Published on: January 12, 2022
- Speech/words whose intent is to create hatred towards a particular group, that group may be a community, religion or race.
- May or may not have meaning, but is likely to result in violence.
- Hate speech is neither defined in the Indian legal framework
- Supreme Court, in Pravasi Bhalai Sangathan v. Union of India (2014), described hate speech as “an effort to marginalise individuals based on their membership in a group” and one that “seeks to delegitimise group members in the eyes of the majority, reducing their social standing and acceptance within society.”
- The High Court of Karnataka, in Campaign Against Hate Speech v. The State of Karnataka (2020), was of the opinion that the Indian Penal Code illegalises speeches that are intended to promote enmity or prejudice the maintenance of harmony between different classes
- Sections 153A of the IPC – penalises promotion of enmity between different groups
- Sections 153B of the IPC – punishes imputations, assertions prejudicial to national integration
- Sections 505 of the IPC – punishes rumours and news intended to promote communal enmity
- Sections 295A of the IPC – criminalises insults to the religious beliefs of a class by words with deliberate or malicious intention, contribute to combating hate speeches.
- The Supreme Court has upheld the view that the objective behind such provisions is to “check fissiparous communal and separatist tendencies and secure fraternity so as to ensure the dignity of the individual and the unity of the nation”.
WHY CHECK HATE SPEECH
- The Supreme Court, in State of Karnataka v. Praveen Bhai Thogadia (2004), emphasised the need to sustain communal harmony to ensure the welfare of the people.
- In the Pravasi Bhalai Sangathan case, the Supreme Court underlined the impact hate speech can have on the targeted group’s ability to respond and how it can be a stimulus to further attacks.
- The Madras High Court has on several instances dealt with the issue of hate speech, characterising it as small spark capable of merely lighting a lamp to destroying a forest.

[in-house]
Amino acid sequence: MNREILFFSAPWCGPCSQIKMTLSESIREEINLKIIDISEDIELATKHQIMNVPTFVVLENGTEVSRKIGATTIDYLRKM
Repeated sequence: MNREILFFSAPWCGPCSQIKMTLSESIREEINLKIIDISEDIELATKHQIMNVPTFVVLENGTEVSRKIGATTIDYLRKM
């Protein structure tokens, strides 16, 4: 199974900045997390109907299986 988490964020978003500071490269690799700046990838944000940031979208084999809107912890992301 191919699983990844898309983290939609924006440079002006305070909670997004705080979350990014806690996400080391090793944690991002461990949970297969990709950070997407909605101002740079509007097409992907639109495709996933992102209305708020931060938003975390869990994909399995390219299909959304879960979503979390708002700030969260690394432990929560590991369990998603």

- In G. Thirumurugan Gandhi v. State (2019), the Madras High Court explained that hate speeches cause discord between classes and that responsibility attached to free speech should not be forgotten.
- Summing up these legal principles, in Amish Devgan v. Union of India (2020), the Supreme Court held that “hate speech has no redeeming or legitimate purpose other than hatred towards a particular group”.
- The Law Commission of India, in its 267th report, recommended the insertion of two new provisions to criminalise and punish the propagation of hate speech: Section 153C and Section 505A of IPC.
- Section 153C was drafted to cover an offence committed when any person uses threatening words which are intended to cause fear, or commends hatred for the purpose of inducing violence through words, spoken or written, visible representation or signs on the grounds of race, caste, religion, sex, gender identity and other characteristics.
- Section 505A was to include provisions penalising causing of fear, alarm, or provocation of violence.
- Furthermore, the 189th Report of the Parliamentary Standing Committee on Home Affairs, in 2015, recommended the incorporation of separate and specific provisions in the Information Technology Act to deal with online hate speech.
- None of the recommendations have been acted upon and this has partly given rise to ambiguity in construing hate speech by various constitutional courts.
NEED OF THE HOUR
- Much of the existing penal provisions deal with hate speech belong to the pre-Internet era. Need of the hour is specialised legislation that will govern hate speech propagated via the Internet and, especially, social media.
- Reference can be drawn to the Australian federal law called the Criminal Code Amendment Act, 2019, which imposes liability upon Internet service providers if such persons are aware that any abhorrent violent material, which is defined to include material that a reasonable man would regard as offensive, is accessible through the service provided by them.
- Taking cue from best international standards, it is important that specific and durable legislative provisions that combat hate speech, especially that which is propagated online and through social media, is enacted by amending the IPC and the Information Technology Act.
Ultimately, this would be possible only when hate speech is recognised as a reasonable restriction to Free speech